#3001 – 1995 32c U.S. Naval Academy

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- MM63725 Horizontal Strip Mounts, Black, Split-back, 215 x 32 millimeters (8-7/16 x 1-1/4 inches)
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- MM67150 Horizontal Mounts, Black, Split-back, Pre-cut, 45 x 32 millimeters (1-3/4 x 1-1/4 inches)
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U.S. #3001
1995 32¢ U.S. Naval Academy
150th Anniversary
 
Issue Date: October 10, 1995
City: Washington, DC
Quantity: 80,000,000
Printed By: Sterling Sommers for Ashton-Potter (USA) Ltd
Printing Method:
Lithographed
Perforations:
10.9
Color: Multicolored
 
The U.S. Naval Academy prepares young people for careers as officers in the United States Navy and Marine Corps. George Bancroft, secretary of the Navy under President James K. Polk, founded the Naval School in Annapolis, Maryland on October 10, 1845 to improve the training of midshipmen.
 
Between 1850 and 1851 the school was reorganized as the U.S. Naval Academy. During the Civil War (1861-65) the academy moved away from the fighting to Newport, Rhode Island, but returned to Annapolis after the war. Academy graduates played key roles in the Spanish-American War of 1898, which resulted in increased support for the school. Many new buildings were added from 1899 to 1907, and again in 1976 – when the first women were admitted.
 
Candidates must be nominated by an official source, such as the president, members of Congress, or the Navy and Marine Corps. About 1,300 people are selected to enter the freshman class each year based upon entrance exam scores and rigid physical requirements. After successfully completing four years of rigorous physical and scholastic challenges, graduates, such as those shown on the front, receive a bachelor of science degree and are commissioned as officers.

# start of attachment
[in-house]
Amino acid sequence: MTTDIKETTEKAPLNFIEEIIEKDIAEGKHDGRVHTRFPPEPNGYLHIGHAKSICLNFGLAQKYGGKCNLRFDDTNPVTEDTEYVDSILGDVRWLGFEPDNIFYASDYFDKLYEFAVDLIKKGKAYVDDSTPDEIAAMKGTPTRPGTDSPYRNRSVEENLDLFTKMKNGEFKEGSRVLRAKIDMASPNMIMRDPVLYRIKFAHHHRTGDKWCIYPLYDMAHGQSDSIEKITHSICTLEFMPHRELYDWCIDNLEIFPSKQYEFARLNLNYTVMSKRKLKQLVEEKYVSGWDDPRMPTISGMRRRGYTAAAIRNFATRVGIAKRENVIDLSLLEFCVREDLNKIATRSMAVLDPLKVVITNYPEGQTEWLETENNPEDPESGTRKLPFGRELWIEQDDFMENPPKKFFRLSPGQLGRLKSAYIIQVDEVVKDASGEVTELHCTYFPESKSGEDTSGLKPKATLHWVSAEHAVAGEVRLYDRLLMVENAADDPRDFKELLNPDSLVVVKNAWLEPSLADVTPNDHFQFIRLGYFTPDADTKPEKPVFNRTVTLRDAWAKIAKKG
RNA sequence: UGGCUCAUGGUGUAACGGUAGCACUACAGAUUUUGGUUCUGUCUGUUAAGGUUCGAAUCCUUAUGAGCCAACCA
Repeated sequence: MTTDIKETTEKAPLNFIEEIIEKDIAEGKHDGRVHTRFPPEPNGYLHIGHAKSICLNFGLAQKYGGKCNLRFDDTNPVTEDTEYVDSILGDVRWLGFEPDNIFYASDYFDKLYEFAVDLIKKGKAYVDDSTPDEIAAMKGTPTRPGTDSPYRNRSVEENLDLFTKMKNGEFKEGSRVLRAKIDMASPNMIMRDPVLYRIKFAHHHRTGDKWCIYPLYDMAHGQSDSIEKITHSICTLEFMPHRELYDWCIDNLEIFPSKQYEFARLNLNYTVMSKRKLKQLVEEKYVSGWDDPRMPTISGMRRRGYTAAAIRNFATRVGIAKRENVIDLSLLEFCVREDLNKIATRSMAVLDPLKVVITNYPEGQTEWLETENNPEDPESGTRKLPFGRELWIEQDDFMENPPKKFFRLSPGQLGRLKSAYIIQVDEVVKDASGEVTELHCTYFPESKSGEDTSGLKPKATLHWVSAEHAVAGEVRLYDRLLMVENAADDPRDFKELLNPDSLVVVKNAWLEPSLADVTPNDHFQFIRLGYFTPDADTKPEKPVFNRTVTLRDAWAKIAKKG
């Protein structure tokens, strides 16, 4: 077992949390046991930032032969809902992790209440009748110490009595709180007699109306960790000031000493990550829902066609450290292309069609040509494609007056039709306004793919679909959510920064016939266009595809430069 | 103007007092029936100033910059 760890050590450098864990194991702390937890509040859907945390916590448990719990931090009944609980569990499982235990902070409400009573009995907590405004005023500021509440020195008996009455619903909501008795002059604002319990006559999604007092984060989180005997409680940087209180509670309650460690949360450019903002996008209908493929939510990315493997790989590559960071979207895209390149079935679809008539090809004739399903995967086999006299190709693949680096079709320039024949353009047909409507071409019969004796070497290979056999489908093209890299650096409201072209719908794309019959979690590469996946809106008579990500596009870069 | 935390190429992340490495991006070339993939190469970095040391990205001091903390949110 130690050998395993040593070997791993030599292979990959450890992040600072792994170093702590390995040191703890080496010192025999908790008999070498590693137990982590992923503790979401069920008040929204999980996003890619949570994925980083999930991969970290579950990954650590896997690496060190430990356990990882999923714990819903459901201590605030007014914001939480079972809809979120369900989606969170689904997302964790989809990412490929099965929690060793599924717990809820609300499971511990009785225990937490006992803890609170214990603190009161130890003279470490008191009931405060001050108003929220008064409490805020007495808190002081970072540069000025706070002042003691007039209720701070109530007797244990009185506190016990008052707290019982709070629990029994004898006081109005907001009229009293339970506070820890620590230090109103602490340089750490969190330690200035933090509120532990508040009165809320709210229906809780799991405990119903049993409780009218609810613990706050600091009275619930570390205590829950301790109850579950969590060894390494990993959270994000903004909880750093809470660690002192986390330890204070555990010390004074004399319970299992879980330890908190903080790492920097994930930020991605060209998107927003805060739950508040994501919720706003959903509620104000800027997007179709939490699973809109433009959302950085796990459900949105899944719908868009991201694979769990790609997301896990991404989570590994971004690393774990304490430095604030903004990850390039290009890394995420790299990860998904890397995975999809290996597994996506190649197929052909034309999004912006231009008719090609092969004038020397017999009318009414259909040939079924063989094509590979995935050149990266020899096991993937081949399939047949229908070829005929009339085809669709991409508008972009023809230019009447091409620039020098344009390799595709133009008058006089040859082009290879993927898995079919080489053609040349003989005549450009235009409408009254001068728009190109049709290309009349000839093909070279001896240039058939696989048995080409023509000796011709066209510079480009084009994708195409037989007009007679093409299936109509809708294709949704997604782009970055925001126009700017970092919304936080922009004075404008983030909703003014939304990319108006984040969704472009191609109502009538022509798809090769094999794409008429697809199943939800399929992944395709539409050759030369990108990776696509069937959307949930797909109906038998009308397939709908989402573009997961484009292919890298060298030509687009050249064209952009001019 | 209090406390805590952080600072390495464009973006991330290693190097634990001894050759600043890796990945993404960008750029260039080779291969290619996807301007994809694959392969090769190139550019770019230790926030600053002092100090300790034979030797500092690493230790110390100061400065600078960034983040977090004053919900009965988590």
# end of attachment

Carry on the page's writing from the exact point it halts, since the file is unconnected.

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U.S. #3001
1995 32¢ U.S. Naval Academy
150th Anniversary
 
Issue Date: October 10, 1995
City: Washington, DC
Quantity: 80,000,000
Printed By: Sterling Sommers for Ashton-Potter (USA) Ltd
Printing Method:
Lithographed
Perforations:
10.9
Color: Multicolored
 
The U.S. Naval Academy prepares young people for careers as officers in the United States Navy and Marine Corps. George Bancroft, secretary of the Navy under President James K. Polk, founded the Naval School in Annapolis, Maryland on October 10, 1845 to improve the training of midshipmen.
 
Between 1850 and 1851 the school was reorganized as the U.S. Naval Academy. During the Civil War (1861-65) the academy moved away from the fighting to Newport, Rhode Island, but returned to Annapolis after the war. Academy graduates played key roles in the Spanish-American War of 1898, which resulted in increased support for the school. Many new buildings were added from 1899 to 1907, and again in 1976 – when the first women were admitted.
 
Candidates must be nominated by an official source, such as the president, members of Congress, or the Navy and Marine Corps. About 1,300 people are selected to enter the freshman class each year based upon entrance exam scores and rigid physical requirements. After successfully completing four years of rigorous physical and scholastic challenges, graduates, such as those shown on the front, receive a bachelor of science degree and are commissioned as officers.